Some big industry players saw the signs of the times as consumer tastes and habits changed.
Six years ago, the Beer Institute, the trade group for the beer industry’s biggest players, adopted a voluntary disclosure policy asking its members to include more information about ingredients and nutrition, either through a label or online. According to a recent survey, “95 percent of the beer volume” sold by large brands including Anheuser-Busch and Molson Coors Beverage Company now includes such information on “products, packaging or websites.”
“The beer industry already offers more information to consumers than any other alcohol category and we are proud to have paved the way for greater nutritional transparency,” said Jeff Guittard, senior manager of communications at the Beer Institute.
The White House Conference on Hunger, Nutrition, and Health concluded with the Distilled Spirits Council announced that their board members–including brands like Bacardi and Diageo–would voluntarily include nutrition and serving information on a new label.
But advocates say it’s not enough. For one, they say, it’s voluntary.
“They often make the disclosure very small and hard to read, as opposed to what the petition requests, which is, you can think of it, almost as a graphic box. And then they also don’t include ingredient information,” said Mankofsky.
Trade groups representing nearly all alcoholic beverages suggested QR codes on alcohol labels. They would link directly to the relevant information and not a large panel of nutrition facts based on food nutrition labeling. The industry would find the nutrition panel more costly and harder to implement. Experts said it would also be burdensome for small-sized alcohol manufacturers.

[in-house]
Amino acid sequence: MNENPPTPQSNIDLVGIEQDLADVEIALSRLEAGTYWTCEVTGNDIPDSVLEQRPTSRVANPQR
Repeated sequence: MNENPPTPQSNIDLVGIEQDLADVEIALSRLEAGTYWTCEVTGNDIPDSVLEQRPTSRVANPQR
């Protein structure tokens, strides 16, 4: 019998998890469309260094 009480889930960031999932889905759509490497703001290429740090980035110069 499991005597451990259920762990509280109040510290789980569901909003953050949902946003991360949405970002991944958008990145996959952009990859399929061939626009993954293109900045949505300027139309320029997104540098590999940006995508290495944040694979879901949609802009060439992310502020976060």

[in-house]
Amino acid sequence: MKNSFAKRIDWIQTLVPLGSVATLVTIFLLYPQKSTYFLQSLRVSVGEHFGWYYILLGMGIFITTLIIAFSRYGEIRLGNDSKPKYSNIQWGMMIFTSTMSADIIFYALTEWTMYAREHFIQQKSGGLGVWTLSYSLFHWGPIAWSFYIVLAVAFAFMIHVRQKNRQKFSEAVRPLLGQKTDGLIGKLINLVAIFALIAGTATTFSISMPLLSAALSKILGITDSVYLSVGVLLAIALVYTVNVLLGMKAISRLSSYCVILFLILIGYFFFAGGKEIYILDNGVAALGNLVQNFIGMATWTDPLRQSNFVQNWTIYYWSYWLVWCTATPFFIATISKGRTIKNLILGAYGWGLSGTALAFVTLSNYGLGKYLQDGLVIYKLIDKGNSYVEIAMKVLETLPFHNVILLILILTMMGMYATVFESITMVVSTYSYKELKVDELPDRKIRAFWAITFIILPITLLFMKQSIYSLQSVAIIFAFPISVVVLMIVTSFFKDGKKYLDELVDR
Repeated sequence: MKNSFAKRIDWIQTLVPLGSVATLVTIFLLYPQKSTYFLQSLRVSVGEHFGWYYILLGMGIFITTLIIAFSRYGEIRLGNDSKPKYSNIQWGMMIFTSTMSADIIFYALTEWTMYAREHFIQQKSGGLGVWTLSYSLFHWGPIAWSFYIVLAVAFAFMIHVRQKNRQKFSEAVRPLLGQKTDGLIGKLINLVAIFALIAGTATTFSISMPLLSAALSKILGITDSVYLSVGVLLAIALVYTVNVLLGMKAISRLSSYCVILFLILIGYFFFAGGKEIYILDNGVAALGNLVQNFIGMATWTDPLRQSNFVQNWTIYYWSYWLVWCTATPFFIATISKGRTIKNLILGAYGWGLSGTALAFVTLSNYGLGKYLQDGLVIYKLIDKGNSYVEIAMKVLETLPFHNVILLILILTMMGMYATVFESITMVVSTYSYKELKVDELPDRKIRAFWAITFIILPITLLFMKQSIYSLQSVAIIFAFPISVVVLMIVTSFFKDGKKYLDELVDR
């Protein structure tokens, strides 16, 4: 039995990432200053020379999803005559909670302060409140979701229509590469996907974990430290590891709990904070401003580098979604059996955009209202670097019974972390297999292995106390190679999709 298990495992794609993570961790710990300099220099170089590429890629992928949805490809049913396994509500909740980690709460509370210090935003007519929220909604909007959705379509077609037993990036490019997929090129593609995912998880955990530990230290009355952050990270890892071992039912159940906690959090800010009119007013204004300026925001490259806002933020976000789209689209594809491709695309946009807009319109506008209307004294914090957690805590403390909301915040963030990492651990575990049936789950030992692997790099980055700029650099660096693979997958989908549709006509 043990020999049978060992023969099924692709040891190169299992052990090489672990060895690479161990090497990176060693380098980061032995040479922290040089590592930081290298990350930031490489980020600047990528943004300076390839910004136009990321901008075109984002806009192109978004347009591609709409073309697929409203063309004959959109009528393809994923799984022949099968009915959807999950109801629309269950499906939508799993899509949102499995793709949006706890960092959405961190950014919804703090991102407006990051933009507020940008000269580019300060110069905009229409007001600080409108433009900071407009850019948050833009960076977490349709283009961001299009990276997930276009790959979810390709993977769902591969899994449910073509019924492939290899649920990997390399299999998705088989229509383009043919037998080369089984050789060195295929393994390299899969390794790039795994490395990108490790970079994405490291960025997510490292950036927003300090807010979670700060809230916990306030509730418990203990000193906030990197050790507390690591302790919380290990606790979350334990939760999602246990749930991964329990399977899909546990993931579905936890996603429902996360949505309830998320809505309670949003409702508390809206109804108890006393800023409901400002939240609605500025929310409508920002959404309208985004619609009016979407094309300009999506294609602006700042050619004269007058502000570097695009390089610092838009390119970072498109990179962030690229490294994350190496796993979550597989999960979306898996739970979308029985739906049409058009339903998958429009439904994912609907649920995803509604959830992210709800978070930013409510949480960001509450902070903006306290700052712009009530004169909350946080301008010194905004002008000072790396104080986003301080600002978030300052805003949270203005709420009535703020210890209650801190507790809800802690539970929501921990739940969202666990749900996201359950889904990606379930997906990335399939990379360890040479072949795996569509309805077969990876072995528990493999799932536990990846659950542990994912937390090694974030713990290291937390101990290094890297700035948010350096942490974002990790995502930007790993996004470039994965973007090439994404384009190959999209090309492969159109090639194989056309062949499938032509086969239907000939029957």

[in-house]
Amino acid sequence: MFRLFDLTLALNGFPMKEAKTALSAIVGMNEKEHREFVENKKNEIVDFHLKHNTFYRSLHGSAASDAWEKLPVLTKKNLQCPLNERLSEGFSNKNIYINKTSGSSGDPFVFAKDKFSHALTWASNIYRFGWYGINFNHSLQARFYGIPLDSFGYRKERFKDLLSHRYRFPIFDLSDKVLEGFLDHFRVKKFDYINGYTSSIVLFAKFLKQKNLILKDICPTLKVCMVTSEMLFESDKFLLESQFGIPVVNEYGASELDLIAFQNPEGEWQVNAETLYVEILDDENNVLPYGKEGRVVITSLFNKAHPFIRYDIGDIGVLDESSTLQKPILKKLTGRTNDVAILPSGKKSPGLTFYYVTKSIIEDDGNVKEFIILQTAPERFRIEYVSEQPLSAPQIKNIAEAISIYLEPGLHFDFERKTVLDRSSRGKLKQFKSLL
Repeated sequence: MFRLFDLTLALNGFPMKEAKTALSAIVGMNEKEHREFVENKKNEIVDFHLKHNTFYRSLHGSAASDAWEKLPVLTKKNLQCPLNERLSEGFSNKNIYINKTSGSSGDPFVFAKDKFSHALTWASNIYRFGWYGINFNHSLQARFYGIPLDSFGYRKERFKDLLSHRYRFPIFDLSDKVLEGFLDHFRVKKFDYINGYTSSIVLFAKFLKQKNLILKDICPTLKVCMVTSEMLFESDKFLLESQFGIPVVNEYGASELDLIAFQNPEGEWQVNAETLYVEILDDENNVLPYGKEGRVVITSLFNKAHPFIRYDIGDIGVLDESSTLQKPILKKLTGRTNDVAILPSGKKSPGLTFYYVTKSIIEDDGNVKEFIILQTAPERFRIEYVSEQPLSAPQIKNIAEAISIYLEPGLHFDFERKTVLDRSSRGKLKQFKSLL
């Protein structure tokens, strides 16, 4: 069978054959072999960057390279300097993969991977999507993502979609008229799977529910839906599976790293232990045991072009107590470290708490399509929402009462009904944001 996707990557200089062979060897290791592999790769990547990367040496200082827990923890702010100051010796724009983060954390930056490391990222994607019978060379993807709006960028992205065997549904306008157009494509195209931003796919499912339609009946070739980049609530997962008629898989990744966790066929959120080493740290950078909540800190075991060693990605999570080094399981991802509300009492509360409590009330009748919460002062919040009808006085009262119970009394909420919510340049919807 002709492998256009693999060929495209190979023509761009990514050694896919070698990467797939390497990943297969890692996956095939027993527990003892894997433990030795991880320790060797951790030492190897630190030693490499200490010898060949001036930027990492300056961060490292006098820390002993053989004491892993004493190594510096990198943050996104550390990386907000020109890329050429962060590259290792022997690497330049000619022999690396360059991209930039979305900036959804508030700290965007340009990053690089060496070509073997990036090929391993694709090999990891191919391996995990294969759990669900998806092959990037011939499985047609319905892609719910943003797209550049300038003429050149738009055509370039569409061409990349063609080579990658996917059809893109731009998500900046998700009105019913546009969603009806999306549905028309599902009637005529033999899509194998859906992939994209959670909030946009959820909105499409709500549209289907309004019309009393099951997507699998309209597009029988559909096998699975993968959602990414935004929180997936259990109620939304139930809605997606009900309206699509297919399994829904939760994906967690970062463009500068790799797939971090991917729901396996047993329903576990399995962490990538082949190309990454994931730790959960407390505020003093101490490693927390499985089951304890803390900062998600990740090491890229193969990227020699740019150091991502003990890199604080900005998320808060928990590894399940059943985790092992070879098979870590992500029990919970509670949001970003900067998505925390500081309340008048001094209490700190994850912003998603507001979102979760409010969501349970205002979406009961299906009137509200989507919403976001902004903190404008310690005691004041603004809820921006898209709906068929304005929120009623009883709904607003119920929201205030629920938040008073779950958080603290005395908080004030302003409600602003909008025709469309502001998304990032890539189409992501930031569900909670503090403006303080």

White Claw and other hard-seltzers were a major factor in this development. Many alcohol producers opposed similar labeling in the past, even though nutrition and other transparency initiatives gained ground. Hard cider was first introduced about ten years ago. The Food and Drug Administration regulates hard ciders and seltzers. It also requires nutrition labeling.
However, the industry is still reluctant to embrace the labeling advocates have called for, particularly for smaller alcohol producers.
Marc Sorini, general counsel of the Brewers Association, which represents independent craft brewers, said that his group is still “exploring exactly where our position will be” given that the rules are not public yet.
“There has to be some flexibility in it for small batch products,” he said. “The TTB tends to be pretty sensitive to this.”
For example, brewers that release a seasonal brew–such as a Christmas Ale or Oktoberfest – may have a slightly different formulation each year but use the same spices. If that brewery had to seek government approval every year–conducting rigorous testing and meeting tight requirements–that “will be a hardship for small brewers and for big brewers that make one-off small batches,” Sorini said.
The industry is slowly but surely releasing more information about products, but it still needs plenty of time to implement them.
“We’ve seen in the past where new labeling requirements have been required within a month of their announcement and that’s not feasible,” said Michelle McGrath, executive director of the American Cider Association. “There needs to be a long road for implementation whatever the solution.”